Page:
Like many smokers, Jed wanted to quit.
A line worker at a GM factory in Flint, Michigan, Jed
suffered a cardiac event that scared him. He didn’t want to die young — like
his dad had. But behavior change is hard, and there’s a lot more to it than one
person’s will. Jed knew he wouldn’t just have to overcome his nicotine
addiction, but also break a norm among his friends, who also smoked. Jed and
his doctor, Trissa Torres, who told
at IHI’s 2015 Annual International Summit on Improving Patient
Care in the Office Practice and the Community, talked with him about the
real-life obstacles that stood in the way, and helped him navigate his way to
Jed quit smoking.
These conversations are more important than ever, as chronic
disease related to diet, exercise, and drug use are on the rise. And health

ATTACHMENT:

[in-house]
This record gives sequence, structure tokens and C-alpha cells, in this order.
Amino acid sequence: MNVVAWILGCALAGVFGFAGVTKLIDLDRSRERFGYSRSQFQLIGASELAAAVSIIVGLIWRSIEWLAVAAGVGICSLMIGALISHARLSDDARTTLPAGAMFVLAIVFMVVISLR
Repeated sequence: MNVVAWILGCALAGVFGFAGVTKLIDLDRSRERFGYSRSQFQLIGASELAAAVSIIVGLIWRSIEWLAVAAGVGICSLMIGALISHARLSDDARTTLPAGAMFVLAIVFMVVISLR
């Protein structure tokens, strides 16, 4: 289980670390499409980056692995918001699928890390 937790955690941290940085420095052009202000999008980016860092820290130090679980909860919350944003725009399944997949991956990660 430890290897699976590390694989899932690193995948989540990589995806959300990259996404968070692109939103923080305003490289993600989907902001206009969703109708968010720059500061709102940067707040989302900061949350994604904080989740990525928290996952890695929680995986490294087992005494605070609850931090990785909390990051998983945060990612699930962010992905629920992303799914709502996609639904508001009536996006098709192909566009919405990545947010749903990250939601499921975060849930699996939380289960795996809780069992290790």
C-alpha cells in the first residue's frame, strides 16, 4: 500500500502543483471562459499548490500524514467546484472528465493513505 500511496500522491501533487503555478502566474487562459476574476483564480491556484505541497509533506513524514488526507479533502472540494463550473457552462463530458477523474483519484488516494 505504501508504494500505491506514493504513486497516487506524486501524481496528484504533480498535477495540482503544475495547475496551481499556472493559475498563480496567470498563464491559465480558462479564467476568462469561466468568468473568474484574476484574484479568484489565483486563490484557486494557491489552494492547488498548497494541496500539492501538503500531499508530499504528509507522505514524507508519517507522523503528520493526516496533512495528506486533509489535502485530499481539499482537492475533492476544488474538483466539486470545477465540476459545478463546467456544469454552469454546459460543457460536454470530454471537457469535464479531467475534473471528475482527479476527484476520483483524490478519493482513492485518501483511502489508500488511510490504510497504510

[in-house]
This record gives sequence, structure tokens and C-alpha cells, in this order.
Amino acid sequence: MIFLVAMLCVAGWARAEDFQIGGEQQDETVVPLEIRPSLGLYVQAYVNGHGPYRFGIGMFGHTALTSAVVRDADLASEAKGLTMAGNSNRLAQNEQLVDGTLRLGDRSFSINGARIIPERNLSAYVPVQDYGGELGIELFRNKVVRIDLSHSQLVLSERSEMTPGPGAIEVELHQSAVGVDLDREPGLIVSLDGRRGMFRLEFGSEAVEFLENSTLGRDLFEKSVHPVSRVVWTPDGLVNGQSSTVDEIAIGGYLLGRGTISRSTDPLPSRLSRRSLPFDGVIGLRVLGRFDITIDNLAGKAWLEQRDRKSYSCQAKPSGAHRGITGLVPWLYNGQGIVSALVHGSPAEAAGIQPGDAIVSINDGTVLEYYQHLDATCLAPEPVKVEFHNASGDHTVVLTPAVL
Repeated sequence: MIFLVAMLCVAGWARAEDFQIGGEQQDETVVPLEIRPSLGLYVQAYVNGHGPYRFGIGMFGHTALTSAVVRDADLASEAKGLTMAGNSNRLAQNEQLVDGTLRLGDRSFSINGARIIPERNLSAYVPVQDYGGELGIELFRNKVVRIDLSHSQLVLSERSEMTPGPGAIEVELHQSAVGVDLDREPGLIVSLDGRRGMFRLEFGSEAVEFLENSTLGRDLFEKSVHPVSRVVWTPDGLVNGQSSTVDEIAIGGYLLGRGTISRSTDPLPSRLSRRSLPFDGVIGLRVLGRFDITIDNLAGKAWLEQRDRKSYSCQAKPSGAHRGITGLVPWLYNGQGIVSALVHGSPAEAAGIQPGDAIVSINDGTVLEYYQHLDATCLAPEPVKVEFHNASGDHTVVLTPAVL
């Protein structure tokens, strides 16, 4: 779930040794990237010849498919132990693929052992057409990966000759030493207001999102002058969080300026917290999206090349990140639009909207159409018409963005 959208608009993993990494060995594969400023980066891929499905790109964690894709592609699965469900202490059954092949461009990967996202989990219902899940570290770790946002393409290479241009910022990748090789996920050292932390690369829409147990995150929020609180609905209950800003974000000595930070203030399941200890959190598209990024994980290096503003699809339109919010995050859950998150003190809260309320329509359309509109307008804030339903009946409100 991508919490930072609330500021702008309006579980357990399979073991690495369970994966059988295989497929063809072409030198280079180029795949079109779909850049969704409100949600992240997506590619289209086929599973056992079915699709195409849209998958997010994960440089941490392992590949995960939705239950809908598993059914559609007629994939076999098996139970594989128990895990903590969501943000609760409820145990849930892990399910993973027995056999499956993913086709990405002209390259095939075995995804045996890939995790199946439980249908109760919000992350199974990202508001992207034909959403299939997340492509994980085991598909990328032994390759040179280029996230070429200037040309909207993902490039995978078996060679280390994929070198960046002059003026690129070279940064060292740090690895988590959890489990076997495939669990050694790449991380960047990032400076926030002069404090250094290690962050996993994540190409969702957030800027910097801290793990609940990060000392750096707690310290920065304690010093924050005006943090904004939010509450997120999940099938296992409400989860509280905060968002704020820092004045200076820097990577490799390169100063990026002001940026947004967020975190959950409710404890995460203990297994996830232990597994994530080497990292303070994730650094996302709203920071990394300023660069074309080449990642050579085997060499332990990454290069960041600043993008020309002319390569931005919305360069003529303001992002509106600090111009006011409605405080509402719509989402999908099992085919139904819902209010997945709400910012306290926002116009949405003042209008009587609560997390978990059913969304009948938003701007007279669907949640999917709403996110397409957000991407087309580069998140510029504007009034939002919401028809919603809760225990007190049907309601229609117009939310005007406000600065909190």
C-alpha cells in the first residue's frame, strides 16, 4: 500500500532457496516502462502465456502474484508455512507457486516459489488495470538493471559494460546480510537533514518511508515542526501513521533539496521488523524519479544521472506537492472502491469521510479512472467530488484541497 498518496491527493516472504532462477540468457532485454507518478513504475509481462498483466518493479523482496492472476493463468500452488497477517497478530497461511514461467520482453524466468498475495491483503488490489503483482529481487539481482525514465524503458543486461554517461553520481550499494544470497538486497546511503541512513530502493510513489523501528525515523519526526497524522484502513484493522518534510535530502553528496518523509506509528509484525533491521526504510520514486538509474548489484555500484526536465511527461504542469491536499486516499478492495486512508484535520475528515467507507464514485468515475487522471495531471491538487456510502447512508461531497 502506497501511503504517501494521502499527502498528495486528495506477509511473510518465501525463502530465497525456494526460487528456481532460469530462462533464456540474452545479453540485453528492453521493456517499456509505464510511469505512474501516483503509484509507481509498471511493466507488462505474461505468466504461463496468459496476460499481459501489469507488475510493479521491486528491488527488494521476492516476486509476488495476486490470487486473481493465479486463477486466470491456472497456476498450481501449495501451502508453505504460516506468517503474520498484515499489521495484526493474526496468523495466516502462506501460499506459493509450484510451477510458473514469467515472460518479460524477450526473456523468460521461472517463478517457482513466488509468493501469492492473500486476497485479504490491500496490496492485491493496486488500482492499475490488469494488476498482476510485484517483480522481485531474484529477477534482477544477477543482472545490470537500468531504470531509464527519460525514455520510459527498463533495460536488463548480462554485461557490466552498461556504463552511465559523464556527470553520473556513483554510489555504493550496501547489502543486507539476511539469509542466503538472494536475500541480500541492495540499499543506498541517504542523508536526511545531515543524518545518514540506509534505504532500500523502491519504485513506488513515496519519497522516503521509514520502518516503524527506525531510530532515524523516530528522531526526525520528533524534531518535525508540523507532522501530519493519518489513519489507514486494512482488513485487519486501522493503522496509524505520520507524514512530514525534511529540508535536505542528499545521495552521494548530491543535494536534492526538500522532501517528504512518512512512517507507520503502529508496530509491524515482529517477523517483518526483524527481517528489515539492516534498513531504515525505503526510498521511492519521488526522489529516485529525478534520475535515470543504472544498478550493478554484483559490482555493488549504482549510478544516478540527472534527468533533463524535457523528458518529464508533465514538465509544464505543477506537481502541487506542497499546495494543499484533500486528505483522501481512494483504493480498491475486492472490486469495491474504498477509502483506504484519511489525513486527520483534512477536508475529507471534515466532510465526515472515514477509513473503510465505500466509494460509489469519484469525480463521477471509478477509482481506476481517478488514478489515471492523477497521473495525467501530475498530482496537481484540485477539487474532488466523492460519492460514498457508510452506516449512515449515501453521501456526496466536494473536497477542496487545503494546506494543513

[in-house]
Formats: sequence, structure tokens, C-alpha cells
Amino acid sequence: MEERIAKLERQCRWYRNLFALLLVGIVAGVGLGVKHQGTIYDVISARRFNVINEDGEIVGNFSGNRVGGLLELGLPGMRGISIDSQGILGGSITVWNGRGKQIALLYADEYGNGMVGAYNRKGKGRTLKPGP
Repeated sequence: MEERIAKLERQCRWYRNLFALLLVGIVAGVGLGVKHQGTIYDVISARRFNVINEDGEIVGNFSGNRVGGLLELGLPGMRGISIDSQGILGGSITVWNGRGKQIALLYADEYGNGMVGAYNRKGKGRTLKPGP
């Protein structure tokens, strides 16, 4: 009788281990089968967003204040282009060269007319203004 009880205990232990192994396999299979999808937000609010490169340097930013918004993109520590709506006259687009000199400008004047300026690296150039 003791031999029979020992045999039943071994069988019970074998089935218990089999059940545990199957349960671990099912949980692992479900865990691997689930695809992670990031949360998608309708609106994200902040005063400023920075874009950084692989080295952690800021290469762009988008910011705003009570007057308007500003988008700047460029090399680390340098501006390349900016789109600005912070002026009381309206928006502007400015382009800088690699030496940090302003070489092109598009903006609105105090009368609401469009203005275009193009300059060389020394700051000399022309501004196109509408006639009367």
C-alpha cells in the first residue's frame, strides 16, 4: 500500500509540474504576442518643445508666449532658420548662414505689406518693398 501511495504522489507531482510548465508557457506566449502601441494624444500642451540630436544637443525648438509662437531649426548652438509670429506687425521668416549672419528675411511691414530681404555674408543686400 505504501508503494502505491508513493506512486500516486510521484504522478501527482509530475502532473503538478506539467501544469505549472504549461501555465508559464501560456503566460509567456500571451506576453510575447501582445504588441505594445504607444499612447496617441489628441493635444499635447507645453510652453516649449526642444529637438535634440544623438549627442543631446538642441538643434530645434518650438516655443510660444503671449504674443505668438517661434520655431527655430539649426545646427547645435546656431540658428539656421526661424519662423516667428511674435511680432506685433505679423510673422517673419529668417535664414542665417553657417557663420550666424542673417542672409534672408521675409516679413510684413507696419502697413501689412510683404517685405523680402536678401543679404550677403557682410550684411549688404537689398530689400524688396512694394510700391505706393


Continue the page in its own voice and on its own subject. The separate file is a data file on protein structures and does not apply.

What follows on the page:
care is moving away from notions such as “non-compliance,” which place blame on
patients when they don’t follow doctor’s “orders.” More than ever, people need
providers who build two-way relationships with them to help them reach their
health goals. And health systems are taking on more responsibility to offer
programs to help patients with healthy eating and exercise, as well as working
with communities to create more opportunities for people to lead healthy lives.